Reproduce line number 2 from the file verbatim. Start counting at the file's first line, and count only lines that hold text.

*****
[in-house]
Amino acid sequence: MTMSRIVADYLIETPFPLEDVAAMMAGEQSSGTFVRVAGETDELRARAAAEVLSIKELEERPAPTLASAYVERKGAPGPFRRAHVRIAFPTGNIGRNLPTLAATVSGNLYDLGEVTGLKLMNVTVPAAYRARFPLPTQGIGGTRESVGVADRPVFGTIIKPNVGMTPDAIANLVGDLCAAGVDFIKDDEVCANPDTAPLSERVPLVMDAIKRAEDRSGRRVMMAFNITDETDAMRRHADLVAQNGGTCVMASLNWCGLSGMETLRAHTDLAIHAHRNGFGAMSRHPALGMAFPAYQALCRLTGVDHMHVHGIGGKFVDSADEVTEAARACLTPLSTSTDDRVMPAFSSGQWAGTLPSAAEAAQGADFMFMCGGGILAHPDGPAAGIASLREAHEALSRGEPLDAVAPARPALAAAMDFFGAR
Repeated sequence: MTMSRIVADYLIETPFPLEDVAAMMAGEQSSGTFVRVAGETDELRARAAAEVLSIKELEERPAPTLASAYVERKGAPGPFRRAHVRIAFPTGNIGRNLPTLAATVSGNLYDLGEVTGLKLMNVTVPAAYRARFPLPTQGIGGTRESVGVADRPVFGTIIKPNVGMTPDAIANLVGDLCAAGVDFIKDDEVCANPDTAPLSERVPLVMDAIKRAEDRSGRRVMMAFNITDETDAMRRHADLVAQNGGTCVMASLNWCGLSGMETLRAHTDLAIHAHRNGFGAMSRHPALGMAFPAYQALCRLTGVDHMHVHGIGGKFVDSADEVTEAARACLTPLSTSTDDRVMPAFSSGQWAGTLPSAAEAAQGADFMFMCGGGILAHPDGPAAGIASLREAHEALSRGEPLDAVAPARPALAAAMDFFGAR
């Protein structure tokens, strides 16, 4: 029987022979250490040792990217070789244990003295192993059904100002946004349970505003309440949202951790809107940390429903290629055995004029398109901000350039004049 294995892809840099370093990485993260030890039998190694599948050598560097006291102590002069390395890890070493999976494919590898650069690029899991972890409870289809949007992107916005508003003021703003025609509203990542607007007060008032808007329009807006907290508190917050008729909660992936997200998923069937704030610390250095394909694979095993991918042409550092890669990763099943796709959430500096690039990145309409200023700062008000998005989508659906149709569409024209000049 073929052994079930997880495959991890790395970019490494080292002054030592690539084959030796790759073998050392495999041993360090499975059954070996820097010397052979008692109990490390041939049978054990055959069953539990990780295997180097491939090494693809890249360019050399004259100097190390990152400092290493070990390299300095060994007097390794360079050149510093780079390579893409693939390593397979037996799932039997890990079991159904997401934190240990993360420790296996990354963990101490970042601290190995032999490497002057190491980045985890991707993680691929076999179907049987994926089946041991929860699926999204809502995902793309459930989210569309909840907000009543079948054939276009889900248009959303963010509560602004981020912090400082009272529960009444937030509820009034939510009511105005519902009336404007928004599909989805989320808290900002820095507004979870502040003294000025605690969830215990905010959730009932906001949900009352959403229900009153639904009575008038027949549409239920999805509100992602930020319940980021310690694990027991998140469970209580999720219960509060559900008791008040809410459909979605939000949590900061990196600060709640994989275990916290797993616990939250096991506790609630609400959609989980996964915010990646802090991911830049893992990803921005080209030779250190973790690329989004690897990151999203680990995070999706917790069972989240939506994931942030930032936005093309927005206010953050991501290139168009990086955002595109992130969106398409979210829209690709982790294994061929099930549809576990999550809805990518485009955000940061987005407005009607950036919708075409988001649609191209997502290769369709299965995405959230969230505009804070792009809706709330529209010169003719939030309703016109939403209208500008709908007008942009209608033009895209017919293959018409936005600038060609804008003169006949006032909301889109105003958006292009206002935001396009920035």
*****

Amino acid sequence: MTMSRIVADYLIETPFPLEDVAAMMAGEQSSGTFVRVAGETDELRARAAAEVLSIKELEERPAPTLASAYVERKGAPGPFRRAHVRIAFPTGNIGRNLPTLAATVSGNLYDLGEVTGLKLMNVTVPAAYRARFPLPTQGIGGTRESVGVADRPVFGTIIKPNVGMTPDAIANLVGDLCAAGVDFIKDDEVCANPDTAPLSERVPLVMDAIKRAEDRSGRRVMMAFNITDETDAMRRHADLVAQNGGTCVMASLNWCGLSGMETLRAHTDLAIHAHRNGFGAMSRHPALGMAFPAYQALCRLTGVDHMHVHGIGGKFVDSADEVTEAARACLTPLSTSTDDRVMPAFSSGQWAGTLPSAAEAAQGADFMFMCGGGILAHPDGPAAGIASLREAHEALSRGEPLDAVAPARPALAAAMDFFGAR